You can choose to do any new activities on your own, with other people or a combination of the two. It’s entirely up to you. Sometimes, it’s a good idea to include other people and to meet new people as part of that. When you meet new people, they will share ideas that can stir the pot for you. That is good.
You could join a sports team or go skydiving, but the activity doesn’t have to be full of adventure to break up your routine. For instance, perhaps you have always wanted to learn how to play a musical instrument and eventually join a band. That’s another great activity to add to your list. Another idea is to join a reading group. This activity is a mix of getting together with people and some alone time.
To get more ideas, join local groups that will update you whenever new events happen. The more groups you join, the more options you will have available to you. Be warned, however. You may start having some fun!
There is no shortage of stories about inspirational people. When you are feeling down, why not read about others who have overcome adversity? That can be a great way to pick up your mood.
Many stories will highlight the challenges the person went through and what steps they took to get there. Sometimes, it is hard to believe the people we admire ever acted in the manner described in their stories. However, those stories will make you realize they are just as human as everyone else. They will also help you break the barrier of thinking that you cannot achieve what they did. If that doesn’t improve your mood, it’s hard to imagine what could.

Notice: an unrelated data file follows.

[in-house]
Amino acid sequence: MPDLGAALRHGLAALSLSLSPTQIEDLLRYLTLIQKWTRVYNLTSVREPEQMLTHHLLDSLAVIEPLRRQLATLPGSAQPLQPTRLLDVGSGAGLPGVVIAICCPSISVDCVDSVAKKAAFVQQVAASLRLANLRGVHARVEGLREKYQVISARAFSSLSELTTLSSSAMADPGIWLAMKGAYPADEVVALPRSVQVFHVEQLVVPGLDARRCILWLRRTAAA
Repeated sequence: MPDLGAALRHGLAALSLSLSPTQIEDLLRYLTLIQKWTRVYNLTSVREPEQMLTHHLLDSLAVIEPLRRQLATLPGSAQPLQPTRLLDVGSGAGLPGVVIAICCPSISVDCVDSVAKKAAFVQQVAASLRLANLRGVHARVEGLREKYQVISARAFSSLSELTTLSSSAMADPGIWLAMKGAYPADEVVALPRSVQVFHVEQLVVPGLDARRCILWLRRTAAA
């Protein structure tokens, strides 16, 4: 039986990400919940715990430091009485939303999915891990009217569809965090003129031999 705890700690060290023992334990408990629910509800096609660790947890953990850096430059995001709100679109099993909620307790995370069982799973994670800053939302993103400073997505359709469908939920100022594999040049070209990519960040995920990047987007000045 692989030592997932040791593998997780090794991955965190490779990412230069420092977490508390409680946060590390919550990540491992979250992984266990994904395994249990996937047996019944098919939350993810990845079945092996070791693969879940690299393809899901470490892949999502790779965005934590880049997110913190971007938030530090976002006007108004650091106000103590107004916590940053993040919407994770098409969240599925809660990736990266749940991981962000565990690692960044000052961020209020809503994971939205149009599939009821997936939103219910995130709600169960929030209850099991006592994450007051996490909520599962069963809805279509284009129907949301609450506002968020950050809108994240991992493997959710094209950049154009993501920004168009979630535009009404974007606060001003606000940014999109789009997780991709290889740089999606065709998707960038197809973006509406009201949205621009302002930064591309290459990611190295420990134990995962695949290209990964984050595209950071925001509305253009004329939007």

Use these inspirational stories whenever you are feeling down. It will help you see that your life isn’t as bad as you thought and it might even help you find some solutions. This last point is the most important. In many cases, you can use the stories as a roadmap on how you can solve your problems. They may not be the same, but just reading about them can spark ideas on how to go about solving any issues.
Try to read at least one story per week. Usually, the stories are relatively short, and you can read them within a couple of days. Sometimes, it’s even a good idea to read stories of people who you don’t admire, and you'll come up with some different ideas. You don’t have to agree with them, but it's good to diversify your sources.
My dear friend Robert Vore says depression and loneliness are a deadly cocktail. He’s right. If you’re feeling isolated and you’re already in a mental funk - it’s time to find or create a community. (It might also be time to talk to a therapist or call the Lifeline.)
If you’re not sure where to start, I’d love for you to consider joining my online community. We have group calls, individual calls, and a private Facebook group where you can connect with me and other safe people who long for meaningful conversation. Check out patreon.com/iamsteveaustin to get signed up today.
Steve Austin is an author, speaker, and life coach who is passionate about helping overwhelmed people learn to catch their breath. He is the author of two Amazon bestsellers, "Catching Your Breath," and "From Pastor to a Psych Ward." Steve lives with his wife and two children in Birmingham, Alabama.
Surviving Suicide: You are Not Alone
Podcast: When You Feel Like You Can’t Go On
7 Life Lessons from a Suicide Survivor
Living with Depression & Anxiety: 7 Coping Strategies that Work (e-book)
Guest Blog – Worthy and Unashamed: Facing Mental Health Stigma in the Church Head-On
This was Supposed to be the Last Day of My Life
How to Help Pastors with Suicidal Thoughts
What to do When Your Child Attempts Suicide